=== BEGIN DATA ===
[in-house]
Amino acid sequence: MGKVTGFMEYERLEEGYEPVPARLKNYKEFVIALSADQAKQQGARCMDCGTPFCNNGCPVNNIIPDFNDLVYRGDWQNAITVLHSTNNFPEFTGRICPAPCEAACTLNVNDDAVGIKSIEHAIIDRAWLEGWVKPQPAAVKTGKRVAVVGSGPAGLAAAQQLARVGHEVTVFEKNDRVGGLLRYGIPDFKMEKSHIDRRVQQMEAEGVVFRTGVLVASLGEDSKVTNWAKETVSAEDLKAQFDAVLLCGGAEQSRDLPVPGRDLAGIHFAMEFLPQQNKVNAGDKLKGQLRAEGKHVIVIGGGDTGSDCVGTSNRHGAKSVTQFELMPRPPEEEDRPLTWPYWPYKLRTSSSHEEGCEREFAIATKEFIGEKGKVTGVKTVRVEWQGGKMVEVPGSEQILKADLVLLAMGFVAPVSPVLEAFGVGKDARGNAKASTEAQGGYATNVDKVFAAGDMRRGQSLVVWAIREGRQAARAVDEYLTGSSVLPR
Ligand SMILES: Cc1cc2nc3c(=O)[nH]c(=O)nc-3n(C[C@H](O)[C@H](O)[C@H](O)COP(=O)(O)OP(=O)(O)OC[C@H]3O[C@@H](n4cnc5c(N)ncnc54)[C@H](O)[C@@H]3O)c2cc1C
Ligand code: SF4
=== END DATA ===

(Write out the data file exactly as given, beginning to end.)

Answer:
[in-house]
Amino acid sequence: MGKVTGFMEYERLEEGYEPVPARLKNYKEFVIALSADQAKQQGARCMDCGTPFCNNGCPVNNIIPDFNDLVYRGDWQNAITVLHSTNNFPEFTGRICPAPCEAACTLNVNDDAVGIKSIEHAIIDRAWLEGWVKPQPAAVKTGKRVAVVGSGPAGLAAAQQLARVGHEVTVFEKNDRVGGLLRYGIPDFKMEKSHIDRRVQQMEAEGVVFRTGVLVASLGEDSKVTNWAKETVSAEDLKAQFDAVLLCGGAEQSRDLPVPGRDLAGIHFAMEFLPQQNKVNAGDKLKGQLRAEGKHVIVIGGGDTGSDCVGTSNRHGAKSVTQFELMPRPPEEEDRPLTWPYWPYKLRTSSSHEEGCEREFAIATKEFIGEKGKVTGVKTVRVEWQGGKMVEVPGSEQILKADLVLLAMGFVAPVSPVLEAFGVGKDARGNAKASTEAQGGYATNVDKVFAAGDMRRGQSLVVWAIREGRQAARAVDEYLTGSSVLPR
Ligand SMILES: Cc1cc2nc3c(=O)[nH]c(=O)nc-3n(C[C@H](O)[C@H](O)[C@H](O)COP(=O)(O)OP(=O)(O)OC[C@H]3O[C@@H](n4cnc5c(N)ncnc54)[C@H](O)[C@@H]3O)c2cc1C
Ligand code: SF4